Though we evolved in Africa some 125,000 years ago, humans would not reach the Americas for more than 100,000 years. Man spread into Australia by 60,000 years ago and occupied the Mediterranean region about 50,000 years ago but would not set foot in North America until the peak of the Wisconsin glaciation, some 20,000 years ago.
The great majority of human migrants reached the Americas via the Bering Land bridge, which remained open through most of the late Pleistocene; however, DNA evidence suggests that some of these original inhabitants arrived from Europe after hunting their way along the southern edge of the North Atlantic ice shelf. Those crossing from Asia bypassed the North American glaciers via two routes; some (perhaps most) spread southward along the Pacific coast while others followed herds of mammoths and bison through an ice-free corridor east of the Rocky Mountains. Most archaeological evidence indicates that man was south of the glaciated areas by 15,000 years ago and had spread throughout North and South American by the end of the Pleistocene (10,000 years ago); by 7000 years ago, humans had crossed the Florida Straits and were living in Cuba.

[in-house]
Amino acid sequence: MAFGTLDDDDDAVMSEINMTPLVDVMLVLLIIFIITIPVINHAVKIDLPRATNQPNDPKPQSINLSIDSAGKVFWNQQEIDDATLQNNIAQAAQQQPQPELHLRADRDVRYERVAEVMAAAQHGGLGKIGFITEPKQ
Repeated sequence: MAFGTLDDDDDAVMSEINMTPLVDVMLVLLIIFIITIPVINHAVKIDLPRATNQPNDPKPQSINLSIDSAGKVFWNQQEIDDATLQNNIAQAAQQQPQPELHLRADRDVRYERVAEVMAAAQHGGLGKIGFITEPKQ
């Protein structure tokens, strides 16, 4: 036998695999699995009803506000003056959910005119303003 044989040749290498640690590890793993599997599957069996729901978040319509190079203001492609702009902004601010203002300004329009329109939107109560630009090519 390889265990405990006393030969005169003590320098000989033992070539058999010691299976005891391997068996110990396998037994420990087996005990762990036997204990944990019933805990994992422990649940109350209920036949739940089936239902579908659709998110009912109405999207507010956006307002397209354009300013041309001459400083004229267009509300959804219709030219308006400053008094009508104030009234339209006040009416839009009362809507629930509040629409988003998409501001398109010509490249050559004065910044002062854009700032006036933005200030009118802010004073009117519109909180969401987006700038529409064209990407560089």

As elsewhere, early Americans were nomadic and permanent settlements did not appear until the Holocene (10,000 years ago). Among the more famous cultures and civilizations to rise in the Americas were the Mayans of Central America (2000 BC to 1550 AD), the Hopewell mound builders of the Ohio River Valley (200 BC to 300 AD), the Fremont People of the Great Basin (600-1200 AD), the Anasazi cliff dwellers of the Colorado Plateau (500-1300 AD), the Aztecs of Mexico (1100-1550 AD) and the Incas of Peru-Bolivia-Chile (1400-1550 AD).